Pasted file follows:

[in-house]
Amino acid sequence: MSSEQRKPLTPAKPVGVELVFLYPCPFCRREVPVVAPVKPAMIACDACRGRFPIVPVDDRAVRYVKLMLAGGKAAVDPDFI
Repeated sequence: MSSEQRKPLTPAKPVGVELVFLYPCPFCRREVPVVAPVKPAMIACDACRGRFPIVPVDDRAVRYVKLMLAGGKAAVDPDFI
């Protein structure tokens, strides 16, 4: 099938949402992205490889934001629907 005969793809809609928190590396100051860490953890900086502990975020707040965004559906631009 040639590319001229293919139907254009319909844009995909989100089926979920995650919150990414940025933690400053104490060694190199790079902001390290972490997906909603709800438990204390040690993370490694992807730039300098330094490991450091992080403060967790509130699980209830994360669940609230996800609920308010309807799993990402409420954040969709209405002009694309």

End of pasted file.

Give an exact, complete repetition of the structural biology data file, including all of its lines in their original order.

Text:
[in-house]
Amino acid sequence: MSSEQRKPLTPAKPVGVELVFLYPCPFCRREVPVVAPVKPAMIACDACRGRFPIVPVDDRAVRYVKLMLAGGKAAVDPDFI
Repeated sequence: MSSEQRKPLTPAKPVGVELVFLYPCPFCRREVPVVAPVKPAMIACDACRGRFPIVPVDDRAVRYVKLMLAGGKAAVDPDFI
């Protein structure tokens, strides 16, 4: 099938949402992205490889934001629907 005969793809809609928190590396100051860490953890900086502990975020707040965004559906631009 040639590319001229293919139907254009319909844009995909989100089926979920995650919150990414940025933690400053104490060694190199790079902001390290972490997906909603709800438990204390040690993370490694992807730039300098330094490991450091992080403060967790509130699980209830994360669940609230996800609920308010309807799993990402409420954040969709209405002009694309």